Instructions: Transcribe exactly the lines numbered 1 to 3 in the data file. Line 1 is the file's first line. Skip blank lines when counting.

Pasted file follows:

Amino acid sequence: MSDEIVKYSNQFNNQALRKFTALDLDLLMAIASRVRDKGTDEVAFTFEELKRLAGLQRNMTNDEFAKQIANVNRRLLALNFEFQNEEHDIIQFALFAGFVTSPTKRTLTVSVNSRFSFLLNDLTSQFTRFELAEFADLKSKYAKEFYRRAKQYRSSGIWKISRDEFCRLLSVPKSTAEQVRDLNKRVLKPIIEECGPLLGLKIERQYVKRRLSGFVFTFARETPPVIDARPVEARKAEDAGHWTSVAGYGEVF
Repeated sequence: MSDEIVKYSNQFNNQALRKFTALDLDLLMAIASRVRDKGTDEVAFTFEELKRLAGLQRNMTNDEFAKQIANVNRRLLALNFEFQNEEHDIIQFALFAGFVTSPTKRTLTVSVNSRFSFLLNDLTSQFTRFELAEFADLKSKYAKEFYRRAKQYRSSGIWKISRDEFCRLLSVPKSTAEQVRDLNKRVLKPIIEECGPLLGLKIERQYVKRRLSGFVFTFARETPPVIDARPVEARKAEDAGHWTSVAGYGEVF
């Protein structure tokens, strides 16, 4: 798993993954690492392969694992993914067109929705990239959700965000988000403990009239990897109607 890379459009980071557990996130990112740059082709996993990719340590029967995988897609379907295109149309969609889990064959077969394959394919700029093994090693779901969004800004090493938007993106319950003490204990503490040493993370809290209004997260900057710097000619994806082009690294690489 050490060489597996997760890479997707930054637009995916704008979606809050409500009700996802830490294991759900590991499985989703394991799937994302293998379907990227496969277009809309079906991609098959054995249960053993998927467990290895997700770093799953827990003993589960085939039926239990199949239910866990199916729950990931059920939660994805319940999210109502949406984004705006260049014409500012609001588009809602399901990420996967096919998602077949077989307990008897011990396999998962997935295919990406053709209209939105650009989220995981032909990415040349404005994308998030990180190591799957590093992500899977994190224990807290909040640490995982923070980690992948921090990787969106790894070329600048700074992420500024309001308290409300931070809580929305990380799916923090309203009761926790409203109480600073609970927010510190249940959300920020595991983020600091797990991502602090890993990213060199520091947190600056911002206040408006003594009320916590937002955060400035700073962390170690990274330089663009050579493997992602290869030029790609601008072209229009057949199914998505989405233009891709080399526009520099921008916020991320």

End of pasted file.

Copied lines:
Amino acid sequence: MSDEIVKYSNQFNNQALRKFTALDLDLLMAIASRVRDKGTDEVAFTFEELKRLAGLQRNMTNDEFAKQIANVNRRLLALNFEFQNEEHDIIQFALFAGFVTSPTKRTLTVSVNSRFSFLLNDLTSQFTRFELAEFADLKSKYAKEFYRRAKQYRSSGIWKISRDEFCRLLSVPKSTAEQVRDLNKRVLKPIIEECGPLLGLKIERQYVKRRLSGFVFTFARETPPVIDARPVEARKAEDAGHWTSVAGYGEVF
Repeated sequence: MSDEIVKYSNQFNNQALRKFTALDLDLLMAIASRVRDKGTDEVAFTFEELKRLAGLQRNMTNDEFAKQIANVNRRLLALNFEFQNEEHDIIQFALFAGFVTSPTKRTLTVSVNSRFSFLLNDLTSQFTRFELAEFADLKSKYAKEFYRRAKQYRSSGIWKISRDEFCRLLSVPKSTAEQVRDLNKRVLKPIIEECGPLLGLKIERQYVKRRLSGFVFTFARETPPVIDARPVEARKAEDAGHWTSVAGYGEVF
């Protein structure tokens, strides 16, 4: 798993993954690492392969694992993914067109929705990239959700965000988000403990009239990897109607 890379459009980071557990996130990112740059082709996993990719340590029967995988897609379907295109149309969609889990064959077969394959394919700029093994090693779901969004800004090493938007993106319950003490204990503490040493993370809290209004997260900057710097000619994806082009690294690489 050490060489597996997760890479997707930054637009995916704008979606809050409500009700996802830490294991759900590991499985989703394991799937994302293998379907990227496969277009809309079906991609098959054995249960053993998927467990290895997700770093799953827990003993589960085939039926239990199949239910866990199916729950990931059920939660994805319940999210109502949406984004705006260049014409500012609001588009809602399901990420996967096919998602077949077989307990008897011990396999998962997935295919990406053709209209939105650009989220995981032909990415040349404005994308998030990180190591799957590093992500899977994190224990807290909040640490995982923070980690992948921090990787969106790894070329600048700074992420500024309001308290409300931070809580929305990380799916923090309203009761926790409203109480600073609970927010510190249940959300920020595991983020600091797990991502602090890993990213060199520091947190600056911002206040408006003594009320916590937002955060400035700073962390170690990274330089663009050579493997992602290869030029790609601008072209229009057949199914998505989405233009891709080399526009520099921008916020991320």